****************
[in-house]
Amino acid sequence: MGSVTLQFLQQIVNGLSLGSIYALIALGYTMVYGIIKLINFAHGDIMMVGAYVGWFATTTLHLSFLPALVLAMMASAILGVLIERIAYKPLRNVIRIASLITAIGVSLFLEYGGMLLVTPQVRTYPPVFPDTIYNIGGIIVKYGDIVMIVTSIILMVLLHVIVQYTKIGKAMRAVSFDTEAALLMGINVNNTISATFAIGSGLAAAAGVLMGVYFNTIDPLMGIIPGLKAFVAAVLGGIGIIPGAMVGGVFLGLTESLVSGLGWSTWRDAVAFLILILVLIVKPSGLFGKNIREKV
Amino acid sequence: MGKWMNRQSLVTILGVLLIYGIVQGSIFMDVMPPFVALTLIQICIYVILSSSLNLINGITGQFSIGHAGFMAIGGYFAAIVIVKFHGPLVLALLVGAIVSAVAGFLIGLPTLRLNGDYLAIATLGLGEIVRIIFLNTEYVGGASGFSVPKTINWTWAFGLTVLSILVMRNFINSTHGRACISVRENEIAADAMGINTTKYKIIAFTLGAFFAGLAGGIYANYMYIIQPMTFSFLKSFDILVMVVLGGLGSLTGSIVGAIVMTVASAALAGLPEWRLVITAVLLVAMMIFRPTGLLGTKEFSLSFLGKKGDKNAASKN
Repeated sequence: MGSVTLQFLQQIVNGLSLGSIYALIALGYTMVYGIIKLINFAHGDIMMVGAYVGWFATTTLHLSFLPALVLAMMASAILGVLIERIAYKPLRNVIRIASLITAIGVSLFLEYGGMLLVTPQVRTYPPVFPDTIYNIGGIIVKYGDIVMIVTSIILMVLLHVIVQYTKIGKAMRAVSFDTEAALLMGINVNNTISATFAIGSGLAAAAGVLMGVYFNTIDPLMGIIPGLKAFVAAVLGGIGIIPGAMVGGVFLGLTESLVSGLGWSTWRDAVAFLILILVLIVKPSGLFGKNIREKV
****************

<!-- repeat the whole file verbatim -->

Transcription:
[in-house]
Amino acid sequence: MGSVTLQFLQQIVNGLSLGSIYALIALGYTMVYGIIKLINFAHGDIMMVGAYVGWFATTTLHLSFLPALVLAMMASAILGVLIERIAYKPLRNVIRIASLITAIGVSLFLEYGGMLLVTPQVRTYPPVFPDTIYNIGGIIVKYGDIVMIVTSIILMVLLHVIVQYTKIGKAMRAVSFDTEAALLMGINVNNTISATFAIGSGLAAAAGVLMGVYFNTIDPLMGIIPGLKAFVAAVLGGIGIIPGAMVGGVFLGLTESLVSGLGWSTWRDAVAFLILILVLIVKPSGLFGKNIREKV
Amino acid sequence: MGKWMNRQSLVTILGVLLIYGIVQGSIFMDVMPPFVALTLIQICIYVILSSSLNLINGITGQFSIGHAGFMAIGGYFAAIVIVKFHGPLVLALLVGAIVSAVAGFLIGLPTLRLNGDYLAIATLGLGEIVRIIFLNTEYVGGASGFSVPKTINWTWAFGLTVLSILVMRNFINSTHGRACISVRENEIAADAMGINTTKYKIIAFTLGAFFAGLAGGIYANYMYIIQPMTFSFLKSFDILVMVVLGGLGSLTGSIVGAIVMTVASAALAGLPEWRLVITAVLLVAMMIFRPTGLLGTKEFSLSFLGKKGDKNAASKN
Repeated sequence: MGSVTLQFLQQIVNGLSLGSIYALIALGYTMVYGIIKLINFAHGDIMMVGAYVGWFATTTLHLSFLPALVLAMMASAILGVLIERIAYKPLRNVIRIASLITAIGVSLFLEYGGMLLVTPQVRTYPPVFPDTIYNIGGIIVKYGDIVMIVTSIILMVLLHVIVQYTKIGKAMRAVSFDTEAALLMGINVNNTISATFAIGSGLAAAAGVLMGVYFNTIDPLMGIIPGLKAFVAAVLGGIGIIPGAMVGGVFLGLTESLVSGLGWSTWRDAVAFLILILVLIVKPSGLFGKNIREKV